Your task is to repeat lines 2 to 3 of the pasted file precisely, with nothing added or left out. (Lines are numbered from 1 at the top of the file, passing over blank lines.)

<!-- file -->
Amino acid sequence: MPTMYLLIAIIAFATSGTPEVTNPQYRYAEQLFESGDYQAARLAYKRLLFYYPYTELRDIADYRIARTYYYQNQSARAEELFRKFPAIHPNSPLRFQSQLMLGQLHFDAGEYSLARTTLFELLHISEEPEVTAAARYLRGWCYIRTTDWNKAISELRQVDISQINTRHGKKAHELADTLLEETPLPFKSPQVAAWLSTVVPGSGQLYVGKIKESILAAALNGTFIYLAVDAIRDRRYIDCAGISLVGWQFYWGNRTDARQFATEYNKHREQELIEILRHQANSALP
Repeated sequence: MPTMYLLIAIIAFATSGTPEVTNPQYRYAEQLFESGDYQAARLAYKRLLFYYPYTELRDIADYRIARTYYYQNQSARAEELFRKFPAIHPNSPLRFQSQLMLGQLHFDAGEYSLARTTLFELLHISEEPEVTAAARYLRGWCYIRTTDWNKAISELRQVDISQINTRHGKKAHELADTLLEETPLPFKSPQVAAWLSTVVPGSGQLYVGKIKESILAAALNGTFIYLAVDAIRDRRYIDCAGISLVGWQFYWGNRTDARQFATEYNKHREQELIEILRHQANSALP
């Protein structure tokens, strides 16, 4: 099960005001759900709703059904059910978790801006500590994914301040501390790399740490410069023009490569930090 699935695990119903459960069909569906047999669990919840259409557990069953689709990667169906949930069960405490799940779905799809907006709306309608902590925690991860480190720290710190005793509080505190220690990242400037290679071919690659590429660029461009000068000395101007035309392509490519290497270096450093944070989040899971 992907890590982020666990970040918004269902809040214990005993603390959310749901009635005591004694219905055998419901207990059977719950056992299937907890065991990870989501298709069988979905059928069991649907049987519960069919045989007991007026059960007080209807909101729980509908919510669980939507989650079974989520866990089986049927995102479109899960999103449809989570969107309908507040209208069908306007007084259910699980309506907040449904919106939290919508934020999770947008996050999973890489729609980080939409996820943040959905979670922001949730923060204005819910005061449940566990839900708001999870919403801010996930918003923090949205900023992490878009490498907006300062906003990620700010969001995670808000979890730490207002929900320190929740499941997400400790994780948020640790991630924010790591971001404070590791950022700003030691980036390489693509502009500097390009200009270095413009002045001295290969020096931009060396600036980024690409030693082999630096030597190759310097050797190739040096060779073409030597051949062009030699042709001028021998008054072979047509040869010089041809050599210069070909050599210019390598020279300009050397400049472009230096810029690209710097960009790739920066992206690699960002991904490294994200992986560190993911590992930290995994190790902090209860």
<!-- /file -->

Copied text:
Repeated sequence: MPTMYLLIAIIAFATSGTPEVTNPQYRYAEQLFESGDYQAARLAYKRLLFYYPYTELRDIADYRIARTYYYQNQSARAEELFRKFPAIHPNSPLRFQSQLMLGQLHFDAGEYSLARTTLFELLHISEEPEVTAAARYLRGWCYIRTTDWNKAISELRQVDISQINTRHGKKAHELADTLLEETPLPFKSPQVAAWLSTVVPGSGQLYVGKIKESILAAALNGTFIYLAVDAIRDRRYIDCAGISLVGWQFYWGNRTDARQFATEYNKHREQELIEILRHQANSALP
């Protein structure tokens, strides 16, 4: 099960005001759900709703059904059910978790801006500590994914301040501390790399740490410069023009490569930090 699935695990119903459960069909569906047999669990919840259409557990069953689709990667169906949930069960405490799940779905799809907006709306309608902590925690991860480190720290710190005793509080505190220690990242400037290679071919690659590429660029461009000068000395101007035309392509490519290497270096450093944070989040899971 992907890590982020666990970040918004269902809040214990005993603390959310749901009635005591004694219905055998419901207990059977719950056992299937907890065991990870989501298709069988979905059928069991649907049987519960069919045989007991007026059960007080209807909101729980509908919510669980939507989650079974989520866990089986049927995102479109899960999103449809989570969107309908507040209208069908306007007084259910699980309506907040449904919106939290919508934020999770947008996050999973890489729609980080939409996820943040959905979670922001949730923060204005819910005061449940566990839900708001999870919403801010996930918003923090949205900023992490878009490498907006300062906003990620700010969001995670808000979890730490207002929900320190929740499941997400400790994780948020640790991630924010790591971001404070590791950022700003030691980036390489693509502009500097390009200009270095413009002045001295290969020096931009060396600036980024690409030693082999630096030597190759310097050797190739040096060779073409030597051949062009030699042709001028021998008054072979047509040869010089041809050599210069070909050599210019390598020279300009050397400049472009230096810029690209710097960009790739920066992206690699960002991904490294994200992986560190993911590992930290995994190790902090209860």